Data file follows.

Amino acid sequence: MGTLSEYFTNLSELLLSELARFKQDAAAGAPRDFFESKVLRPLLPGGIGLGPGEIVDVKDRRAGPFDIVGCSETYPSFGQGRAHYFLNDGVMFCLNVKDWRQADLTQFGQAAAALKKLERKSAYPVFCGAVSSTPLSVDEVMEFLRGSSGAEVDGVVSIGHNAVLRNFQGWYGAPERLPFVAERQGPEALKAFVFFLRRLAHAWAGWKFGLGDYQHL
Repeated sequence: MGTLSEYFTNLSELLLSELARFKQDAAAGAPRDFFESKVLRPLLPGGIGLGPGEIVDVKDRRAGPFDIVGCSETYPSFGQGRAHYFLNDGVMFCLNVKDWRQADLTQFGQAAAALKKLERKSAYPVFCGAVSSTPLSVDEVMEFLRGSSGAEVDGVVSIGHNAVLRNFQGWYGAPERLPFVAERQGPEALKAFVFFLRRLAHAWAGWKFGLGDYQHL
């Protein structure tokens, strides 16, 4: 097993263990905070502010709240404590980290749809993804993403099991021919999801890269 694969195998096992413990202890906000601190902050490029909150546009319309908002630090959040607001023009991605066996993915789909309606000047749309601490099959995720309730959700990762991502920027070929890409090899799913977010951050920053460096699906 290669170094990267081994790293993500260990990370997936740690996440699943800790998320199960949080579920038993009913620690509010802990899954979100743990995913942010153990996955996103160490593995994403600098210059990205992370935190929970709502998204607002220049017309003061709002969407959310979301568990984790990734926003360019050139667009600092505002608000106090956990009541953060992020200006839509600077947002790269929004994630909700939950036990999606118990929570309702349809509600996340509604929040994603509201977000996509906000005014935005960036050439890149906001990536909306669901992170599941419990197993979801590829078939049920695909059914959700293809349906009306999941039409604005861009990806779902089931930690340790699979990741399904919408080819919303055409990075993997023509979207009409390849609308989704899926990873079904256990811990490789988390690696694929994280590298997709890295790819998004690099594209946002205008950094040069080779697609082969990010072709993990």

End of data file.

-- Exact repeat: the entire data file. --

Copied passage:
Amino acid sequence: MGTLSEYFTNLSELLLSELARFKQDAAAGAPRDFFESKVLRPLLPGGIGLGPGEIVDVKDRRAGPFDIVGCSETYPSFGQGRAHYFLNDGVMFCLNVKDWRQADLTQFGQAAAALKKLERKSAYPVFCGAVSSTPLSVDEVMEFLRGSSGAEVDGVVSIGHNAVLRNFQGWYGAPERLPFVAERQGPEALKAFVFFLRRLAHAWAGWKFGLGDYQHL
Repeated sequence: MGTLSEYFTNLSELLLSELARFKQDAAAGAPRDFFESKVLRPLLPGGIGLGPGEIVDVKDRRAGPFDIVGCSETYPSFGQGRAHYFLNDGVMFCLNVKDWRQADLTQFGQAAAALKKLERKSAYPVFCGAVSSTPLSVDEVMEFLRGSSGAEVDGVVSIGHNAVLRNFQGWYGAPERLPFVAERQGPEALKAFVFFLRRLAHAWAGWKFGLGDYQHL
């Protein structure tokens, strides 16, 4: 097993263990905070502010709240404590980290749809993804993403099991021919999801890269 694969195998096992413990202890906000601190902050490029909150546009319309908002630090959040607001023009991605066996993915789909309606000047749309601490099959995720309730959700990762991502920027070929890409090899799913977010951050920053460096699906 290669170094990267081994790293993500260990990370997936740690996440699943800790998320199960949080579920038993009913620690509010802990899954979100743990995913942010153990996955996103160490593995994403600098210059990205992370935190929970709502998204607002220049017309003061709002969407959310979301568990984790990734926003360019050139667009600092505002608000106090956990009541953060992020200006839509600077947002790269929004994630909700939950036990999606118990929570309702349809509600996340509604929040994603509201977000996509906000005014935005960036050439890149906001990536909306669901992170599941419990197993979801590829078939049920695909059914959700293809349906009306999941039409604005861009990806779902089931930690340790699979990741399904919408080819919303055409990075993997023509979207009409390849609308989704899926990873079904256990811990490789988390690696694929994280590298997709890295790819998004690099594209946002205008950094040069080779697609082969990010072709993990």